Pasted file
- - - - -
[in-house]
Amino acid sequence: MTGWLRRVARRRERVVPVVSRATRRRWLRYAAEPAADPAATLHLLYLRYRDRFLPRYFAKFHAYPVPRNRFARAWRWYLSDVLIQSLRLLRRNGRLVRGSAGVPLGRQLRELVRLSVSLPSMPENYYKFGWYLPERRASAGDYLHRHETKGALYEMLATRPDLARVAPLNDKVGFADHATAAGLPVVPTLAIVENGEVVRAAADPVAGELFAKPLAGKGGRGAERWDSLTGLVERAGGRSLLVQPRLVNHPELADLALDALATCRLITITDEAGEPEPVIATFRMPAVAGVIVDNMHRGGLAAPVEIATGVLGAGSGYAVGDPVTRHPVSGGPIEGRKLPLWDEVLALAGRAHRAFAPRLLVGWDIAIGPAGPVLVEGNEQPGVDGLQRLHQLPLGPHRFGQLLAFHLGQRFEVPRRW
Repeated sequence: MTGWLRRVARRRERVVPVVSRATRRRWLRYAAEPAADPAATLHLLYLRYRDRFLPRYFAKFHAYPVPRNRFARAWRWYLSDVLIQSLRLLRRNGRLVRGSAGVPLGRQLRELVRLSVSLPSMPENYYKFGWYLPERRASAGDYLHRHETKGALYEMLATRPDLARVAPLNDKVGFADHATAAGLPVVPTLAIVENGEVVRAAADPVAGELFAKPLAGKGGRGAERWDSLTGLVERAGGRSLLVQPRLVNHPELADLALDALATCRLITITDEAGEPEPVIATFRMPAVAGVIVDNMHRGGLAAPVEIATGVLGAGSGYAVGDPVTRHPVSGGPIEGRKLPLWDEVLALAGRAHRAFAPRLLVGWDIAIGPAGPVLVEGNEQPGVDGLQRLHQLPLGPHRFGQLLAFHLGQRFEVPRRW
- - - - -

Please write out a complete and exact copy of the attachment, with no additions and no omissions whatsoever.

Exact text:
[in-house]
Amino acid sequence: MTGWLRRVARRRERVVPVVSRATRRRWLRYAAEPAADPAATLHLLYLRYRDRFLPRYFAKFHAYPVPRNRFARAWRWYLSDVLIQSLRLLRRNGRLVRGSAGVPLGRQLRELVRLSVSLPSMPENYYKFGWYLPERRASAGDYLHRHETKGALYEMLATRPDLARVAPLNDKVGFADHATAAGLPVVPTLAIVENGEVVRAAADPVAGELFAKPLAGKGGRGAERWDSLTGLVERAGGRSLLVQPRLVNHPELADLALDALATCRLITITDEAGEPEPVIATFRMPAVAGVIVDNMHRGGLAAPVEIATGVLGAGSGYAVGDPVTRHPVSGGPIEGRKLPLWDEVLALAGRAHRAFAPRLLVGWDIAIGPAGPVLVEGNEQPGVDGLQRLHQLPLGPHRFGQLLAFHLGQRFEVPRRW
Repeated sequence: MTGWLRRVARRRERVVPVVSRATRRRWLRYAAEPAADPAATLHLLYLRYRDRFLPRYFAKFHAYPVPRNRFARAWRWYLSDVLIQSLRLLRRNGRLVRGSAGVPLGRQLRELVRLSVSLPSMPENYYKFGWYLPERRASAGDYLHRHETKGALYEMLATRPDLARVAPLNDKVGFADHATAAGLPVVPTLAIVENGEVVRAAADPVAGELFAKPLAGKGGRGAERWDSLTGLVERAGGRSLLVQPRLVNHPELADLALDALATCRLITITDEAGEPEPVIATFRMPAVAGVIVDNMHRGGLAAPVEIATGVLGAGSGYAVGDPVTRHPVSGGPIEGRKLPLWDEVLALAGRAHRAFAPRLLVGWDIAIGPAGPVLVEGNEQPGVDGLQRLHQLPLGPHRFGQLLAFHLGQRFEVPRRW